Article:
A Start with Humor
The first session I attended was about using spectroscopy in a high school chemistry forensics classroom. My belief is that we don’t emphasize spectroscopy and application of EM waves enough, so I wanted to see what I could pick up and possibly use. Oh my! I understood about the first 5 minutes of the 30 minute presentation – it was WAY over my head. Fortunately things calmed down after that.
I was pleased to attend a session led by two of the pioneers of flipped instruction, Jonathan Bergman and Aaron Sams. After flipping my classroom this year, I wanted to see what I could learn from their wisdom. The good news is that I’m on the right track – I didn’t really learn anything new. Don’t get me wrong – I’m not saying I’m as good as those guys, just that I’m on the right track.
I see that I’m doing a good job and I’m set up well to move into a flipped mastery model of learning next year. I was pleased to know that the issues I am having with grading and communicating with parents are issues that they had as well. Pleased may be a poor choice of words; let’s say that my frustrations are shared by those who have been at this longer than I have. It made me realize it was just part of the process and I wasn’t doing something wrong.
I discovered new benefit of the flipped classroom. This is the first year in eleven years I have managed to progress through my entire scope and sequence by the end of the year. I just thought it was because I had a great group of kids – which I do. What I came to realize is that many other who flip have discovered they get through more material with greater understand by the students than they ever did with traditional instruction. That’s a win that should make administrators pay attention.
PAEMST (Presidential Awards for Excellence in Mathematics and Science Teaching)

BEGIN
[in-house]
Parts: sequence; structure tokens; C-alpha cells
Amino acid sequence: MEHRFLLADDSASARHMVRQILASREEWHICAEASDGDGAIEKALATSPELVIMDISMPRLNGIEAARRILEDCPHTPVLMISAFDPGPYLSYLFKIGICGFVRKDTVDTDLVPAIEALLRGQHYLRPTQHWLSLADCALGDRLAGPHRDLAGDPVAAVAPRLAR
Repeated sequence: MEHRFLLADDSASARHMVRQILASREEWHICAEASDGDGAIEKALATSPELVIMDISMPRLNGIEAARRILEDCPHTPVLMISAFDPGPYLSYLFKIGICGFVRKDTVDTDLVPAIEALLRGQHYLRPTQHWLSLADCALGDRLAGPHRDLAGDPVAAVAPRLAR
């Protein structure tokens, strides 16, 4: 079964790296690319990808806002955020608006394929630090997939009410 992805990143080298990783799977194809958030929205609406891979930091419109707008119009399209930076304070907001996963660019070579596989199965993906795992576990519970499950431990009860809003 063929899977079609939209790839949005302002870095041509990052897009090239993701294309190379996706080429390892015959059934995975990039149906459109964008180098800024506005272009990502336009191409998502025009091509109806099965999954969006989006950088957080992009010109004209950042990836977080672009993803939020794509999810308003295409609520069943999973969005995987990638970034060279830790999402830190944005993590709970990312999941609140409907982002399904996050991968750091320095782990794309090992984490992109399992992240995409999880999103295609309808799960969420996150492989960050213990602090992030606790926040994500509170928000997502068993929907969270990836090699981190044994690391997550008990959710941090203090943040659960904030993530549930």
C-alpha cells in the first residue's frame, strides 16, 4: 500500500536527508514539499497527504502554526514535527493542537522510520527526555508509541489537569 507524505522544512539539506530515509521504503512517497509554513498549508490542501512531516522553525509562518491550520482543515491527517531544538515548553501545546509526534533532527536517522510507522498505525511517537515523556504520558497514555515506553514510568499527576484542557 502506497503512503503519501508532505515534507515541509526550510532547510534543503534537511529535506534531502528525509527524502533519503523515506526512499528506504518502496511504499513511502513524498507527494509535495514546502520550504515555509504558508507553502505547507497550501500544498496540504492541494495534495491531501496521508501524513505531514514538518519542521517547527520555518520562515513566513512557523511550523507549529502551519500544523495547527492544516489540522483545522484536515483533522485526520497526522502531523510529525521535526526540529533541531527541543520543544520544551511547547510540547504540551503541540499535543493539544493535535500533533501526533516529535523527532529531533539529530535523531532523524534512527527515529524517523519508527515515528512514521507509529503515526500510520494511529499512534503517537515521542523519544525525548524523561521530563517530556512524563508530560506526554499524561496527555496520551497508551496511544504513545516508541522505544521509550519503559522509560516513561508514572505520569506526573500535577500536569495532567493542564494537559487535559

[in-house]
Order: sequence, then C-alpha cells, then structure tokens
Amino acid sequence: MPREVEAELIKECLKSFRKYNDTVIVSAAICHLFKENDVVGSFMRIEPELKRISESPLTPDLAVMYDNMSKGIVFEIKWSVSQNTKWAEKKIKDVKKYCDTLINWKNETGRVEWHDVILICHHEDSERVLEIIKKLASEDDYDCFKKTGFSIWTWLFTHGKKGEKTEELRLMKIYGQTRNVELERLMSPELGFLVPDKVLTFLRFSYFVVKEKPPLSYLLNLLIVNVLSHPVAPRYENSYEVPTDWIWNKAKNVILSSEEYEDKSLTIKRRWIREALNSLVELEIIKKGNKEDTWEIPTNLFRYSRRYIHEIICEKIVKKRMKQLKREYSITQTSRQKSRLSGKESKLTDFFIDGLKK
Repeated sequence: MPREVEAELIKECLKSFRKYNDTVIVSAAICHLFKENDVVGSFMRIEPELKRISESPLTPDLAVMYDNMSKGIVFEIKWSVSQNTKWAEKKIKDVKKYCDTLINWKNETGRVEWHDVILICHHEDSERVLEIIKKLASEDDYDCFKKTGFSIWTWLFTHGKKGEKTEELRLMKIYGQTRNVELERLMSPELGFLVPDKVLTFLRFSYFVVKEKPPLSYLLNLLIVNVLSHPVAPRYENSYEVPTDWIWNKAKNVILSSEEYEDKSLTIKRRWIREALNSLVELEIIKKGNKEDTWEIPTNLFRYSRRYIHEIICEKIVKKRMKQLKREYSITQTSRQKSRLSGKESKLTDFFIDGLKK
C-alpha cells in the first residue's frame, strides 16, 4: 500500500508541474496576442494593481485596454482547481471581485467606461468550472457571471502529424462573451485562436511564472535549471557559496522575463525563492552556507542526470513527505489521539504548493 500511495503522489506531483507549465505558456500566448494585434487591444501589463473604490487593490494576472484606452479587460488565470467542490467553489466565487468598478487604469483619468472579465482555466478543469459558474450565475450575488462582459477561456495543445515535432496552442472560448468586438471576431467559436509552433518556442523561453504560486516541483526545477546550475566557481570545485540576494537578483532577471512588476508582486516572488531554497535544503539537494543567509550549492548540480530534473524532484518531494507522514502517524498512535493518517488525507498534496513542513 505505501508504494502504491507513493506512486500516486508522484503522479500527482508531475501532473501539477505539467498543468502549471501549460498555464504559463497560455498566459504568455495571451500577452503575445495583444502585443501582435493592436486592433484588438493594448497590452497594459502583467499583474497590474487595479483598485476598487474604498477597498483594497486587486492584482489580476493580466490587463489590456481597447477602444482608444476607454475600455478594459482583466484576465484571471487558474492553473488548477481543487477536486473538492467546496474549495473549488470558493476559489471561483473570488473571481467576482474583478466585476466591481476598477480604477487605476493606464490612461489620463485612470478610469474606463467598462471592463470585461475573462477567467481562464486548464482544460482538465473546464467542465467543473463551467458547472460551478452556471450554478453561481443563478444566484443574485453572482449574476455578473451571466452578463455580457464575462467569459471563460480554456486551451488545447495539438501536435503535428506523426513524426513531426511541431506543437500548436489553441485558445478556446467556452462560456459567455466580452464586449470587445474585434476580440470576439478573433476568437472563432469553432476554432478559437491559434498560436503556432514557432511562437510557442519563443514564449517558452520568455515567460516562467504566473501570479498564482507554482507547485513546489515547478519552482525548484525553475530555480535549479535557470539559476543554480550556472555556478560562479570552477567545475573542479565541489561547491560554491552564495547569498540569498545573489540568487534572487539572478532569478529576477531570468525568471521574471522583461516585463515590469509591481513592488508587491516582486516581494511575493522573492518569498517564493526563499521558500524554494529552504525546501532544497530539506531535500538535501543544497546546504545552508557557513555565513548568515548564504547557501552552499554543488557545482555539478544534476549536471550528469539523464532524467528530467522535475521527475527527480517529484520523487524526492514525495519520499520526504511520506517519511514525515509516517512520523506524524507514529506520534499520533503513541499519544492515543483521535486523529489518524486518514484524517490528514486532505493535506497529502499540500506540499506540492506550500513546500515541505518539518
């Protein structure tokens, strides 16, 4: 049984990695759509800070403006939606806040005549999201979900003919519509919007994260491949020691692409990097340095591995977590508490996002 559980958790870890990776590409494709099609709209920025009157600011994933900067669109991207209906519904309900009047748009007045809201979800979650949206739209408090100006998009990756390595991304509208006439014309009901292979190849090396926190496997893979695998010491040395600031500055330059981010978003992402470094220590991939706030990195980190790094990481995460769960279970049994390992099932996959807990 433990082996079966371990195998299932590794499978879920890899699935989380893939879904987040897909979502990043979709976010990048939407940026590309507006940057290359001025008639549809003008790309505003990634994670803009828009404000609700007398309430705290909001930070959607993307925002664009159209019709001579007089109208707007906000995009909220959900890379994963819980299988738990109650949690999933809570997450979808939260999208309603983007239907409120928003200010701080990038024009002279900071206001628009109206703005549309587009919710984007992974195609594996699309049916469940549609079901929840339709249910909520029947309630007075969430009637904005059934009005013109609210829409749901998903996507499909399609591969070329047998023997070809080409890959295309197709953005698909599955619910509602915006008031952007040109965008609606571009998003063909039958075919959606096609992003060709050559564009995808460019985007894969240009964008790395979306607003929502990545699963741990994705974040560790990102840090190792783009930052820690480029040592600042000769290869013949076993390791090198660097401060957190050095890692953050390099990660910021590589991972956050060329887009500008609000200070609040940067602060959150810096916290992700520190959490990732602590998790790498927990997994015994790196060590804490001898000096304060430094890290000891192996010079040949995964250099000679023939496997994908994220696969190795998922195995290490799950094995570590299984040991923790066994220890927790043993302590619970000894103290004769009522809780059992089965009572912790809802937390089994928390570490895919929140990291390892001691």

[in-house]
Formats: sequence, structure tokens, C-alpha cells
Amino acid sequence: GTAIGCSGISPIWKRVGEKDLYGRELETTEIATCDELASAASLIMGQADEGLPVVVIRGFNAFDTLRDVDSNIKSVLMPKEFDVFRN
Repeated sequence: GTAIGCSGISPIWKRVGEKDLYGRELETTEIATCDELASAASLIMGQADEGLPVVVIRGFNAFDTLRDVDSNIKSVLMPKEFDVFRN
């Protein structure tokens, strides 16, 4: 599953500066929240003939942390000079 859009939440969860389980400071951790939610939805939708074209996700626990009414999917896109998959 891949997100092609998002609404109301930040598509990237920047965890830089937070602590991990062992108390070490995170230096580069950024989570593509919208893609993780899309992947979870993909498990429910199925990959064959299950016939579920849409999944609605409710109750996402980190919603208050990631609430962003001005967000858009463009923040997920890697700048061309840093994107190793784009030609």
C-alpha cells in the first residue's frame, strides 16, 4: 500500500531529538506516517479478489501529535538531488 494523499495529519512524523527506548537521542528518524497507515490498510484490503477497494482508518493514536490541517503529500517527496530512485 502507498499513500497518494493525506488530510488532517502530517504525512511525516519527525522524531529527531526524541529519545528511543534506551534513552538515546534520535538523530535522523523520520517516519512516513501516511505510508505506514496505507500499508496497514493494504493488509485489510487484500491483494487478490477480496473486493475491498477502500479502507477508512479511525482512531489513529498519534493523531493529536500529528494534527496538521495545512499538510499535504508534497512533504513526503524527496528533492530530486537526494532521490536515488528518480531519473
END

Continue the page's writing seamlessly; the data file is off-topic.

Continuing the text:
I attended a session about the process for applying for this award. No – I’m not declaring I deserve the award but I do aspire to be the best teacher possible. I was interested to learn about the selection process and what teacher qualities make a PAEMST award winner. It was an enlightening session and I may well apply during the next cycle as a professional development experience.
Girls in Physics
Another great session addressed the reasons why there is such a statistical difference in the way boys and girls view and enjoy physics. I will have to address this fascinating topic in its own post – there is much to share. Let it suffice to say that there are some simple techniques we can all employ that have been shown to demonstrate a statistically significant improvement in the success of girls in a physics classroom.
So that I might leave you with something and not just a tease, the presenter showed evidence that attribution theory had a significant role in a physics classroom. This link has some information in case you are interested http://www.education.com/reference/article/attribution-theory/
I was VERY excited by these folks. As some of you know this is my first year to teach physics. The unit so far this year that was the least satisfying for me personally, and I suspect for my students, was the unit on current electricity and circuits. We did a lot of labs and had hands-on experiences but nothing we created looked like what one sees when you look inside a cell phone or other device that contains a printed circuit board.
Sparkfun electronics has a great solution. Visit their website: https://learn.sparkfun.com/
The essence of their business is to share a passion for electronics. Using an Arduino microcontroller and a breadboard kit, students can be building circuits and, using simple coding, making their circuits DO STUFF. I find they have a great vision of teaching electronics and coding in a way that will make students excited and anxious to learn. I know I was hooked.
I was very excited to make some new friends. I had the opportunity to share a great meal with a couple of folks I met through my PLN on twitter. Katie Lanier, Kerry Cule and I all had a great meal at Boudro’s on the riverwalk. I found that all passionate and dedicated teachers speak the same language and have common experiences. After five minutes, I felt we had been friends for years. I hope we have begun a professional friendship that continues and grows.
To summarize, NSTA 2013 was a great experience for me. I am reinvigorated and energized. There is nothing quite like spending three days with a few thousand passionate and excited science teachers. I hope I have an opportunity to attend next year.